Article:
Since it peaked in 2007, the UK stock market lost 60% of its value. As of yesterday, it had recovered half of what it had lost.
All over the world, the story is about the same. Markets have recovered half or more of what they gave up.
The US is a laggard. While the S&P is up 60%, the Dow isn’t yet at the halfway point. Some foreign markets, meanwhile, have 100% + gains.
Fund managers who missed the rally are kicking themselves. They’ve failed to keep up with the benchmarks.
Even before the market headed up in March we echoed Richard Russell’s words: “One of the surest phenomena in the financial world is the bear market bounce,” he said. We also guessed that the bounce would go to about half the previous losses. We based that on what had happened after the Crash of ’29.
Well, we’re still not there. But an analyst from Morgan Stanley tells us that markets tend to do better than that. The typical bounce is about 70%, says he.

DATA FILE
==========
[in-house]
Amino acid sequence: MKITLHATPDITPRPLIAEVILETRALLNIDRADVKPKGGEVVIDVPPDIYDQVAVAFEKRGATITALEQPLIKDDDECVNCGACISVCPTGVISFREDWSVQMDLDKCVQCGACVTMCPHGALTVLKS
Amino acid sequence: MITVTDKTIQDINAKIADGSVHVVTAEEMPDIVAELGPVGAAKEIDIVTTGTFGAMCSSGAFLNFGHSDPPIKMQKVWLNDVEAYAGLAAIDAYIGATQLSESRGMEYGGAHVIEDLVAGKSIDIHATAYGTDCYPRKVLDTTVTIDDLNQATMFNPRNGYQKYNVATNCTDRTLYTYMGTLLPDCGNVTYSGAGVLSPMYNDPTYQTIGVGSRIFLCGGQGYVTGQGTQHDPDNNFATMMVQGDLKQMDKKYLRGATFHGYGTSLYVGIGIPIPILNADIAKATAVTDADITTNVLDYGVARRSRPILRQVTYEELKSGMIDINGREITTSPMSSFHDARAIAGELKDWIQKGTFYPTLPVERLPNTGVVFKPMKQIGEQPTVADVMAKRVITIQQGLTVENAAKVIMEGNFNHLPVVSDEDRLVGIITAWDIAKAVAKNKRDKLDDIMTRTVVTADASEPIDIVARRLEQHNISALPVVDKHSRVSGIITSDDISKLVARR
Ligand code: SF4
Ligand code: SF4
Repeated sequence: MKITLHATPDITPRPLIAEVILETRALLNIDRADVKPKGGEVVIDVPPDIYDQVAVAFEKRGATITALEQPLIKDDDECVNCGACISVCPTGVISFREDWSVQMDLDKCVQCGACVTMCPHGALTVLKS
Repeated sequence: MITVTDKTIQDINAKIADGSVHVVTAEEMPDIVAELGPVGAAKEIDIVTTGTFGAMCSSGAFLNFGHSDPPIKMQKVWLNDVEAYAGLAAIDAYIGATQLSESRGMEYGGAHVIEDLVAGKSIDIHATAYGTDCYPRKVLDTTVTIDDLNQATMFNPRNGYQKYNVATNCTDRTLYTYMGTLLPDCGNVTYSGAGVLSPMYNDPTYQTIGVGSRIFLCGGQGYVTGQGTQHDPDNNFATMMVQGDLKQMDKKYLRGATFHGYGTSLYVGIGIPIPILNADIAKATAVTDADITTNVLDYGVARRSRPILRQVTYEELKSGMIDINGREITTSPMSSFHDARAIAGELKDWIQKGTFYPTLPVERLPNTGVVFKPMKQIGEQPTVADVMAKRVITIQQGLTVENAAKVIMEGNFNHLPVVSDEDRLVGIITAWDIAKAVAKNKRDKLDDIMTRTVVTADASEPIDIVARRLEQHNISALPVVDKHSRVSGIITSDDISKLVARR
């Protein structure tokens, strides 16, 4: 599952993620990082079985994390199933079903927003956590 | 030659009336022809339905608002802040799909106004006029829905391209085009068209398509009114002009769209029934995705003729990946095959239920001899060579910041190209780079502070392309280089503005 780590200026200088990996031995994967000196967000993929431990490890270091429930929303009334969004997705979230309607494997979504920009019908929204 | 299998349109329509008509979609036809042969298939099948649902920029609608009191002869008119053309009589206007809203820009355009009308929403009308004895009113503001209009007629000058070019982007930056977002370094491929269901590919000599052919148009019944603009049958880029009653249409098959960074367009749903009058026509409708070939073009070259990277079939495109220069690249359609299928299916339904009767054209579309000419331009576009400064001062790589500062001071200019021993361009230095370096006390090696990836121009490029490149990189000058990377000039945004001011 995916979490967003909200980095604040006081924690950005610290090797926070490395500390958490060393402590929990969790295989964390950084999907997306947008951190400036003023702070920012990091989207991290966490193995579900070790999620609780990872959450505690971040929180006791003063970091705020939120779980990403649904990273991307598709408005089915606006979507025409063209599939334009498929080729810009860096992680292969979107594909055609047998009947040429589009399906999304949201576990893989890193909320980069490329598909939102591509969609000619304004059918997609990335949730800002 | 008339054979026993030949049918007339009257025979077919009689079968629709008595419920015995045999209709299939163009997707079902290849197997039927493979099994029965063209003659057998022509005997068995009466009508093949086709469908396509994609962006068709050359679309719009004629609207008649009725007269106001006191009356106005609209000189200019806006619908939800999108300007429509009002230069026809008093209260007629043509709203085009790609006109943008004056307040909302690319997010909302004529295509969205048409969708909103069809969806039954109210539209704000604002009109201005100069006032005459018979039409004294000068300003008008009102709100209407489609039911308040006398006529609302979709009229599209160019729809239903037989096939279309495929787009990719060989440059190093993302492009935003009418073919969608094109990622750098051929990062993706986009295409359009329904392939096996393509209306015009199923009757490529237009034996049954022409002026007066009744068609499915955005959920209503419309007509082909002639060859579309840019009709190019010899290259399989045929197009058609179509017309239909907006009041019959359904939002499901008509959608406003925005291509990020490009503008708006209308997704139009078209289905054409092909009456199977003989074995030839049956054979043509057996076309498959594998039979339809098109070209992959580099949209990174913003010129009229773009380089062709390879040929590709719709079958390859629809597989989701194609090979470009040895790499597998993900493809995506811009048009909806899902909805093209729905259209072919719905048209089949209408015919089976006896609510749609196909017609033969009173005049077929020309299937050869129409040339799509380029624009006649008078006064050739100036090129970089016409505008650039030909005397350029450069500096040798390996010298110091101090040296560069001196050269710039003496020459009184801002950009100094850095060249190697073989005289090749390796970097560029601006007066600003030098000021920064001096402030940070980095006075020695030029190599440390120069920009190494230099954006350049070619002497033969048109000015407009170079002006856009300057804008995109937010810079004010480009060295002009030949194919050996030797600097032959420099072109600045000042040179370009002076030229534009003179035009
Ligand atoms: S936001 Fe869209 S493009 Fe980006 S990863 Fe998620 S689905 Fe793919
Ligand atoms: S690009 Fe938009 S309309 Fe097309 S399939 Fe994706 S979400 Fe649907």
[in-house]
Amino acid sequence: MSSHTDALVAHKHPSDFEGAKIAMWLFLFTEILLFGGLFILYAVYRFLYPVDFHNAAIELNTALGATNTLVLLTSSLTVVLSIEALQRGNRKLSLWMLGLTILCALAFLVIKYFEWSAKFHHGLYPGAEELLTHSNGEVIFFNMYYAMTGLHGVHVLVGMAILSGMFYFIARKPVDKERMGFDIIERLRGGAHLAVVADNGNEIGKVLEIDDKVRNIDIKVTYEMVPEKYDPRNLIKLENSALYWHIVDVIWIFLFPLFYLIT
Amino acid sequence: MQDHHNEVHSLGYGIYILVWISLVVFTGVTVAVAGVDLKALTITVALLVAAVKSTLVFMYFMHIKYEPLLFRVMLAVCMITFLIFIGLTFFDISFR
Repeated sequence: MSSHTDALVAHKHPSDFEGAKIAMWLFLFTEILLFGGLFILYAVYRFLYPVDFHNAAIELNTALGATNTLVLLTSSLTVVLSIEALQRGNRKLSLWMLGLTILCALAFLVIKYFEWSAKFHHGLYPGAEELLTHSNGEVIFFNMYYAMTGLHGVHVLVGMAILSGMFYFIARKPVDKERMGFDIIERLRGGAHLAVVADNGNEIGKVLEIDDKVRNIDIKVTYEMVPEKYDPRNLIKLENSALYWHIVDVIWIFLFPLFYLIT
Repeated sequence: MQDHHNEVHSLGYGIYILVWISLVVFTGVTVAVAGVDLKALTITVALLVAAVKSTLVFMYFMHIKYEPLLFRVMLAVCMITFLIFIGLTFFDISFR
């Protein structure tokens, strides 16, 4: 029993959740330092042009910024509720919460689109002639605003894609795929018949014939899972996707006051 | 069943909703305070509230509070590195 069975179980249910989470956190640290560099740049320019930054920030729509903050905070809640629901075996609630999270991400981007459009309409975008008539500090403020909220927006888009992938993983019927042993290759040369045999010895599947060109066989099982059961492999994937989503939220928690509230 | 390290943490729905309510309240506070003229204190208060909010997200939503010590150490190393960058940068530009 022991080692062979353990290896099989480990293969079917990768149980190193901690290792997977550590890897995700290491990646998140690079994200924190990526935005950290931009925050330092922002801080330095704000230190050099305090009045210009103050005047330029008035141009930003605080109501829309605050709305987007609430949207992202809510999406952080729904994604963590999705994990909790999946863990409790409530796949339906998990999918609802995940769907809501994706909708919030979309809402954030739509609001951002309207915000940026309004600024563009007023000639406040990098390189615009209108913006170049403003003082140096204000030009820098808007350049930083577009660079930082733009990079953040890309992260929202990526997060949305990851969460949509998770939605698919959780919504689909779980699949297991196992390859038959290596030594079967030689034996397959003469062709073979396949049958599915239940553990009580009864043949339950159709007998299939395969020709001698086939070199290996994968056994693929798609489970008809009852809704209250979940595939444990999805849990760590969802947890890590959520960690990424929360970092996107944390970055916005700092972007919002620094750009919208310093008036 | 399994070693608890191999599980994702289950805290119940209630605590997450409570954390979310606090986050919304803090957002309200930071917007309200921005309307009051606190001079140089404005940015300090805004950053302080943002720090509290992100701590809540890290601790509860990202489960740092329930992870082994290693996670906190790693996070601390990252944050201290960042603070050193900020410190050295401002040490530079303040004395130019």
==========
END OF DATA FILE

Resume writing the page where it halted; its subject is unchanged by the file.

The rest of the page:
Whew! That’s a pretty serious bounce. If we’d known it was going to be that big we would have encouraged dear readers to bet on it. Instead, we judged it a dangerous countercurrent…like a back eddy or rip tide. Yes, it can take you places…but not necessarily where you want to go!
Our outlook here at The Daily Reckoning is very long term. We don’t like betting on countercurrents…even important ones. Instead, we like to go with the flow…and keep going with it until it arrives at its end.
That’s not as easy as it sounds.
In 1999, it looked like the bull market had come to an end. We…
….read more HERE.